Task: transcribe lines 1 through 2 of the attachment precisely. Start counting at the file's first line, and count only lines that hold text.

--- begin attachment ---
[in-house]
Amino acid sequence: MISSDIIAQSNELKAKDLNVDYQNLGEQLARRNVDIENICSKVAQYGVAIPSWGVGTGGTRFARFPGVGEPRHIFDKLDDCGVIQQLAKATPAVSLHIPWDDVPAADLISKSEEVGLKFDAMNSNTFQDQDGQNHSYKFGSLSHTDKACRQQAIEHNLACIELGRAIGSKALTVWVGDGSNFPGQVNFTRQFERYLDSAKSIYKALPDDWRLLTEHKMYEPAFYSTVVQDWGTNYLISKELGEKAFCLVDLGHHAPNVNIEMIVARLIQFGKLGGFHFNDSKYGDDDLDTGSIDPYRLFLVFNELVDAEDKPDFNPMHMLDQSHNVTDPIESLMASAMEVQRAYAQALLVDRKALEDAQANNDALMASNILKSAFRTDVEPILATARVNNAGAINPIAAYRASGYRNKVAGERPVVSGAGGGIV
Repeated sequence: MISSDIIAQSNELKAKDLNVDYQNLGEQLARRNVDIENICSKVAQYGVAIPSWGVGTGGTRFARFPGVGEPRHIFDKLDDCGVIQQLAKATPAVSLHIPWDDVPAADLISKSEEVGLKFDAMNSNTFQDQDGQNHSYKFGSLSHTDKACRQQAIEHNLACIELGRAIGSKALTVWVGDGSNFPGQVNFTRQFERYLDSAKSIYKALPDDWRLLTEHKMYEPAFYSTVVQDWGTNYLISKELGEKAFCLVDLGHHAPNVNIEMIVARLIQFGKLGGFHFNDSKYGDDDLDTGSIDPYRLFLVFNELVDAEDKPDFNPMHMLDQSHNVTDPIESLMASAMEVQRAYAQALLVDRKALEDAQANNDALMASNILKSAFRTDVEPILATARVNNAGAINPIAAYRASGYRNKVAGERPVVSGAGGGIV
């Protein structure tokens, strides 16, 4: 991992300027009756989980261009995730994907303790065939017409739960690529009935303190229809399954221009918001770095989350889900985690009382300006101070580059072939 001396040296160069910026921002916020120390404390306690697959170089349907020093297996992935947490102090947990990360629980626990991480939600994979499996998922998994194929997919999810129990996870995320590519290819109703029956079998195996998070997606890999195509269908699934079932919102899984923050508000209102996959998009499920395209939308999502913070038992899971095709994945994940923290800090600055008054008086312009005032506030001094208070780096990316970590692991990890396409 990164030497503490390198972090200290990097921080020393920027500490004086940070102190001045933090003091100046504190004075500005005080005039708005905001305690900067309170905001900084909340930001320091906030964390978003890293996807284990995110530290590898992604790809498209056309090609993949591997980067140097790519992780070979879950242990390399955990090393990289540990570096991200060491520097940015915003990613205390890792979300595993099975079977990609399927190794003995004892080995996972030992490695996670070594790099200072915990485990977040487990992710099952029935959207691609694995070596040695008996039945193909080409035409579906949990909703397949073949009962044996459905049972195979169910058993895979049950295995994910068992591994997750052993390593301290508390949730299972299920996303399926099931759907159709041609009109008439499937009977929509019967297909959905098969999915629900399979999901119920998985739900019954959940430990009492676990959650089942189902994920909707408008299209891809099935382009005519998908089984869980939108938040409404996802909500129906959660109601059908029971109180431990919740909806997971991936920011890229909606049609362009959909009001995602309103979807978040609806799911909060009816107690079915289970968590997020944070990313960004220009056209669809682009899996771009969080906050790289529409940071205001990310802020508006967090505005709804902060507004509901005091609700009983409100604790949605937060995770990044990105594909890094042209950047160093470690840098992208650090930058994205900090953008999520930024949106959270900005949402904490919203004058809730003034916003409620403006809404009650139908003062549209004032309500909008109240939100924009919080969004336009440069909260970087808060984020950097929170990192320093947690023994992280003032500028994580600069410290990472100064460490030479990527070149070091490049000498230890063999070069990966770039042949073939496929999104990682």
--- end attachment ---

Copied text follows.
[in-house]
Amino acid sequence: MISSDIIAQSNELKAKDLNVDYQNLGEQLARRNVDIENICSKVAQYGVAIPSWGVGTGGTRFARFPGVGEPRHIFDKLDDCGVIQQLAKATPAVSLHIPWDDVPAADLISKSEEVGLKFDAMNSNTFQDQDGQNHSYKFGSLSHTDKACRQQAIEHNLACIELGRAIGSKALTVWVGDGSNFPGQVNFTRQFERYLDSAKSIYKALPDDWRLLTEHKMYEPAFYSTVVQDWGTNYLISKELGEKAFCLVDLGHHAPNVNIEMIVARLIQFGKLGGFHFNDSKYGDDDLDTGSIDPYRLFLVFNELVDAEDKPDFNPMHMLDQSHNVTDPIESLMASAMEVQRAYAQALLVDRKALEDAQANNDALMASNILKSAFRTDVEPILATARVNNAGAINPIAAYRASGYRNKVAGERPVVSGAGGGIV